Remy Cordonnier shows a valuable Shakespeare First Folio, a collection of some of his plays that dates to 1623. Around 230 copies are known to exist in collections or in private hands around the world. (AFP PHOTO/DENIS CHARLET)

When Remy Cordonnier, a French librarian, realized the truth about the tome before him, he couldn’t suppress a swell of excitement. “I was trembling when I picked it up and realized what it might be,” he would later tell the Telegraph.

His emotion was warranted: It was a First Folio. Called “the most important work in the English language,” First Folios include much of William Shakespeare’s work — 36 plays — and introduced the world to “Macbeth.” Published seven years after Shakespeare’s death in 1623, they are credited with keeping Shakespeare’s legacy alive and, with only 223 of them known to exist today, they are  among the world’s most valuable books.  They’ve sold for up to $6 million, and the quest to find them over the years has lured a Shakespearean cast of characters, including mercurial billionaires, Tokyo street gangs and serial con men.

And now, in Cordonnier’s hands, was another First Folio. But could he be sure? It had languished in obscurity in a public library in Calais, France, for centuries. So he called a man named Eric Rasmussen, an American Shakespeare expert who happened to be in London and could authenticate the folio. Rasmussen caught a Eurostar train to the library last weekend. Within minutes, he knew what was before him, cradled in red velvet: an authentic First Folio.

The discovery of the book, first reported by the French newspaper La Voix Du Nord,  “is huge,” Rasmussen told the New York Times. “First folios don’t turn up very often, and when they do, it’s usually a really chewed up, uninteresting copy. But this one is magnificent.” The book, originally believed to contain 300 pages, is missing about 30, including the title page and a portrait of Shakespeare — a distinguishing mark of First Folios.

The First Folio. (AFP PHOTO/DENIS CHARLET)

And so, centuries ago, the public library at Saint-Omer in the north of France incorrectly cataloged the folio as an 18th century book, rather than an original from the 1600s.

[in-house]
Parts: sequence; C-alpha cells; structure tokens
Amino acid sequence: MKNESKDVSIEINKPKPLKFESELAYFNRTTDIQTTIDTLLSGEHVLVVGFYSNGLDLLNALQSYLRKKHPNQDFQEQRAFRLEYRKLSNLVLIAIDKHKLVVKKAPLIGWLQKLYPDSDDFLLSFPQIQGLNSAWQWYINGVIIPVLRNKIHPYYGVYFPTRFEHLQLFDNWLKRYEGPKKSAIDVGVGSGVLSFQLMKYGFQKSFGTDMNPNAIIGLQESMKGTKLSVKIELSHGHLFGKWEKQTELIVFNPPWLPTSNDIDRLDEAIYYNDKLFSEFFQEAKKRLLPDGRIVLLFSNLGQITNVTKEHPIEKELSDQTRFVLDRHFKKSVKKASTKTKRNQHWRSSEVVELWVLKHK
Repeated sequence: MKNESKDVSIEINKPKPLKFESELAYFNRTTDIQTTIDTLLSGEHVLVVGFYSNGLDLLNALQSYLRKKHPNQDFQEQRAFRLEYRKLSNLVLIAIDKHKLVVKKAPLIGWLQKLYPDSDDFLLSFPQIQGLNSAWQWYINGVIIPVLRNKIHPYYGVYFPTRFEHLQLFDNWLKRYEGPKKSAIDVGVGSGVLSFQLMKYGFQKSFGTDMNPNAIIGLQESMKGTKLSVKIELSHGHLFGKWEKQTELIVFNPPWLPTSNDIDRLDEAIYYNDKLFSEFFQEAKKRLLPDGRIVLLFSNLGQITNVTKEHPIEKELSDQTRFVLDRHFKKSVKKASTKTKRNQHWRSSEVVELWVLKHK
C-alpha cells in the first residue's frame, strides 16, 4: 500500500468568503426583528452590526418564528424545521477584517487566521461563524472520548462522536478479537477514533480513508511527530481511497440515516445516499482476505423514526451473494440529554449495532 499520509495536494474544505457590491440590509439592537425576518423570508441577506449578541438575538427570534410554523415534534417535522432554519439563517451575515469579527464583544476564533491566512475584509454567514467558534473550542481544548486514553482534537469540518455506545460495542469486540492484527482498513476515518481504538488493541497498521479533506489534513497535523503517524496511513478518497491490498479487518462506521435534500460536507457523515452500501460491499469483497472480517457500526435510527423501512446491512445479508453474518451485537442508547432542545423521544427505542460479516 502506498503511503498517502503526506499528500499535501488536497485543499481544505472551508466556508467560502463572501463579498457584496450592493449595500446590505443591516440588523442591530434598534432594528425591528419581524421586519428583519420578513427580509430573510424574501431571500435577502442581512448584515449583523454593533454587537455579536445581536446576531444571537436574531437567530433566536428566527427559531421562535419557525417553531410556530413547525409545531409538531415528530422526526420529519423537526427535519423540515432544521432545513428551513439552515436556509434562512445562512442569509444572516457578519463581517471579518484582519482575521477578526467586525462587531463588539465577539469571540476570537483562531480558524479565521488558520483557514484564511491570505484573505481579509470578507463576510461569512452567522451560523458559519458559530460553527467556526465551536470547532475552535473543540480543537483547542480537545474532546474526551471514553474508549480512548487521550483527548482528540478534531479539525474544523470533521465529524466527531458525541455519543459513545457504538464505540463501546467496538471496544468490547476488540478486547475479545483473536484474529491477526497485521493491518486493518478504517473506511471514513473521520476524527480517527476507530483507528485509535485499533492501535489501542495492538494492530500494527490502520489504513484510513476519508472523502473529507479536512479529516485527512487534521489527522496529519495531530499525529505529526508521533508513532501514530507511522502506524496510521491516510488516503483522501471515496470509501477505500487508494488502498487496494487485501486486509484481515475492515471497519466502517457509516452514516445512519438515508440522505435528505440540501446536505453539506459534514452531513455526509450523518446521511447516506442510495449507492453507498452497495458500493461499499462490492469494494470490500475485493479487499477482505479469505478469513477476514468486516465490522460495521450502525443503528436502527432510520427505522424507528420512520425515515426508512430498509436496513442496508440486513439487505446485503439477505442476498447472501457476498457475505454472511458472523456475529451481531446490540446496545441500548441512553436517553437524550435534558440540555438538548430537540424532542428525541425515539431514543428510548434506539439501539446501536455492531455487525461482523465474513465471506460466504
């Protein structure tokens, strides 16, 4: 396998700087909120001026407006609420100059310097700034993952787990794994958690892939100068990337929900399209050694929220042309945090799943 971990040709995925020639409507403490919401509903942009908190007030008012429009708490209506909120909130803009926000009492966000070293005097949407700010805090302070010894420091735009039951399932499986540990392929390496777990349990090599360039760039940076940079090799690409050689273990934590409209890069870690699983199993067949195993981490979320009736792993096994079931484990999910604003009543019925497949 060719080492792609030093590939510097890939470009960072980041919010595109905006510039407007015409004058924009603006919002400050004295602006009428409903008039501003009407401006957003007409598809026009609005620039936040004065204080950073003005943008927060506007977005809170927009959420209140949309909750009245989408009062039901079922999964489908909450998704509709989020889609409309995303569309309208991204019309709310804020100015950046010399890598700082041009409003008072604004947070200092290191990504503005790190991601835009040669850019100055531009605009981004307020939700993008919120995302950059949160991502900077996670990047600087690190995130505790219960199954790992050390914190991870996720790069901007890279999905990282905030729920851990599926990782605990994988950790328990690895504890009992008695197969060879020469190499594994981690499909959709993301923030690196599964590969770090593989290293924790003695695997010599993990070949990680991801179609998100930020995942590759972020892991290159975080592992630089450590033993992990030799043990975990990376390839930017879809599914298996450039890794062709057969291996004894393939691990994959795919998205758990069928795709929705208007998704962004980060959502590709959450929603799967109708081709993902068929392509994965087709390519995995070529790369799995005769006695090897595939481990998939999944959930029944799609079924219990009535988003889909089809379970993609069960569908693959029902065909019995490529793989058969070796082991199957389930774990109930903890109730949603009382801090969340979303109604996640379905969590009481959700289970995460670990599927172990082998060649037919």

Cordonnier learned the truth only by chance during a recent search for valuable English texts in preparation for an upcoming exhibit. “It had been wrongly identified in our catalogue as a book of Shakespeare plays most likely dating from the 18th century,” Cordonnier told the Guardian. “I didn’t instantly recognize it as a book of value. It was heavily used and was damaged. It had seen better days.”

But this was nonetheless huge.

“It was very emotional to realize we had a copy of one of the most famous books in the world,” Cordonnier told the Times. “I was already imagining the reaction it would cause.”

Each First Folio is different. Each tells historians, who can discern much in textual variants, something new about Shakespeare. This one may inform more than most — and rekindled controversial questions regarding the greatest writer the English language has known: Was Shakespeare, thought to be Protestant, secretly Catholic?

“What is really interesting,” Rasmussen told Agence France-Presse, “is that it clearly came from the college of Jesuits in Saint-Omer, founded in the late 16th century during Queen Elizabeth’s reign when it was illegal for Catholics to go to college.”

The folio was also inscribed on the first surviving page, Rasmussen told the Times, with the name “Neville,” an alias for a prominent English Catholic who attended the Jesuit college. “People have been making some vague arguments” about Shakespeare being Catholic, he told the Times, “but now for the first time we have a connection between the Jesuit college network and Shakespeare. … The links become a little more substantial when you have this paper trail.”

Even before the discovery of the book, many Catholics and the Vatican suspected Shakespeare was secretly Catholic — but who could know? Both Anglicans and Catholics claimed him as their own. There’s also a dispute about whether he was buried in a Catholic or Protestant church.

“There were many Catholics among [Shakespeare’s] family, friends, and neighbors, all of whom suffered under crippling new laws,” wrote author Clare Asquith in 2005. “The current consensus is that his childhood was deeply imbued with the ‘old religion,’ and that as an adolescent he may have been involved in the 1580 Jesuit mission led by the charismatic Edmund Campion.”

Then there are his writings, in which some academics discerned signs of latent Catholicism. In “Hamlet,” he referenced Purgatory, which prompted Vatican City newspaper L’Osservatore to declare the playwright “convincingly adhered to the Catholic faith.”

While that is far from clear, this recent connection to Catholicism has indeed revived the debate. As one French expert told the Times, the new Folio “could be part of the puzzle of Shakespeare’s place in Catholic culture.”